Furthermore, we can leverage the generated JSON Schema descriptions to integrate with form libraries. There are a lot of form libraries that can create forms based on a JSON Schema. All you need to do is to import the generated JSON Schema and pass it to the form library. That's amazing if you want to automate the process of building forms.


Let's take a look at how this works in practice. When running wunderctl up or wunderctl generate, we introspect all the API Dependencies and combine it with the rest of your BFF configuration. From that, we generate what we call the "ResolvedWunderGraphApplication" configuration. This configuration is then used to configure the API Gateway that's powering your BFF. At the same time, we're creating another object, the "CodeGenerationConfig", which is then passed to the code generator.

The code generator allows the user to implement an interface called "Template", so that you can extend the existing templates or create your own if you want to generate code for a specific use case or integration.

Here's an example of how such a template could look like:

export class JsonSchema implements Template {
	generate(generationConfig: CodeGenerationConfig): Promise<TemplateOutputFile[]> {
		const model: Model = {
			operations: => ({
				name: op.Name,
				inputSchema: JSON.stringify(op.VariablesSchema),
				outputSchema: JSON.stringify(op.ResponseSchema),
		const tmpl = Handlebars.compile(template);
		const content = tmpl(model);
		return Promise.resolve([
				path: 'jsonschema.ts',
				content: formatTypeScript(content),
				header: doNotEditHeader,
interface Model {
	operations: {
		name: string;
		inputSchema: string;
		outputSchema: string;

Here's the definition of the CodeGenerationConfig and ResolvedWunderGraphConfig:

export interface CodeGenerationConfig {
	config: ResolvedWunderGraphConfig;
	outPath: string;
	wunderGraphDir: string;
export interface ResolvedWunderGraphConfig {
	application: ResolvedApplication;
	deployment: ResolvedDeployment;
	sdkVersion: string;
	authentication: {
		roles: string[];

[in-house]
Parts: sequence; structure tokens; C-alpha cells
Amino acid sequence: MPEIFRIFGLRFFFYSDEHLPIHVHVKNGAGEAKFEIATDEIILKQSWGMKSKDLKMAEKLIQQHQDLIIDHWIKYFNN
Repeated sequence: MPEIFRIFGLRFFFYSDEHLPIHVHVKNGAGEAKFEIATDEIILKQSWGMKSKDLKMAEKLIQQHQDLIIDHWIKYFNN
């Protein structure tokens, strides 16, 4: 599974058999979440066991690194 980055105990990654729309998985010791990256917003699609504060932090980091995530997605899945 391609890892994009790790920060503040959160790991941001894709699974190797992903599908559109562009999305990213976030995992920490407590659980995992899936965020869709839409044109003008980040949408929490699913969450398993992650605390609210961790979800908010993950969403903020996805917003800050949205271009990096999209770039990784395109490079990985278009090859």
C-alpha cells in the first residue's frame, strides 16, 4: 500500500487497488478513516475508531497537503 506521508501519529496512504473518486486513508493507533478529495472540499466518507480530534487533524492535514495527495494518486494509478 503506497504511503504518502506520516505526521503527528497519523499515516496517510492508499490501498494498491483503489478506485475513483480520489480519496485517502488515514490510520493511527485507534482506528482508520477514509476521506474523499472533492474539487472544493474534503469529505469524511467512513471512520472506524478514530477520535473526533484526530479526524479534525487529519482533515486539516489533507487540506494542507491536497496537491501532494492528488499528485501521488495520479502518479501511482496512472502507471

cookieBased: AuthProvider[];
		tokenBased: TokenAuthProvider[];
		customClaims: Record<string, CustomClaim>;
		publicClaims: string[];
		authorizedRedirectUris: ConfigurationVariable[];
		authorizedRedirectUriRegexes: ConfigurationVariable[];
		hooks: {
			postAuthentication: boolean;
			mutatingPostAuthentication: boolean;
			revalidateAuthentication: boolean;
			postLogout: boolean;
		cookieSecurity: {
			secureCookieHashKey: ConfigurationVariable;
			secureCookieBlockKey: ConfigurationVariable;
			csrfTokenSecret: ConfigurationVariable;
	enableGraphQLEndpoint: boolean;
	security: {
		allowedHostNames: ConfigurationVariable[];
	interpolateVariableDefinitionAsJSON: string[];
	webhooks: WebhookConfiguration[];
	nodeOptions: ResolvedNodeOptions;
	serverOptions?: ResolvedServerOptions;
	experimental: {
		orm: boolean;

As you can see, you've got access to every aspect of the BFF configuration, like authentication, security, webhooks, etc. All of this info can be leveraged to generate code for the frontend or other integrations.


We've been using this approach for a while now, and developers absolutely love it. Add your API dependencies, define Operations and configure your BFF, get a production-grade BFF and strongly typed client for every frontend framework for free.

There's nothing else like this pattern that tries to solve the problem in such a holistic way. Coming back to the initial question, it really doesn't make sense to throw away all the information about your BFF.

The "BFF derived Client generation" pattern is a paradigm shift in how we think about BFFs. It really doesn't make sense to think about BFFs and the frontend as two separate things. It's important to seperate them in terms of responsibilities and from an architecture perspective, but managing them separately is a huge mistake.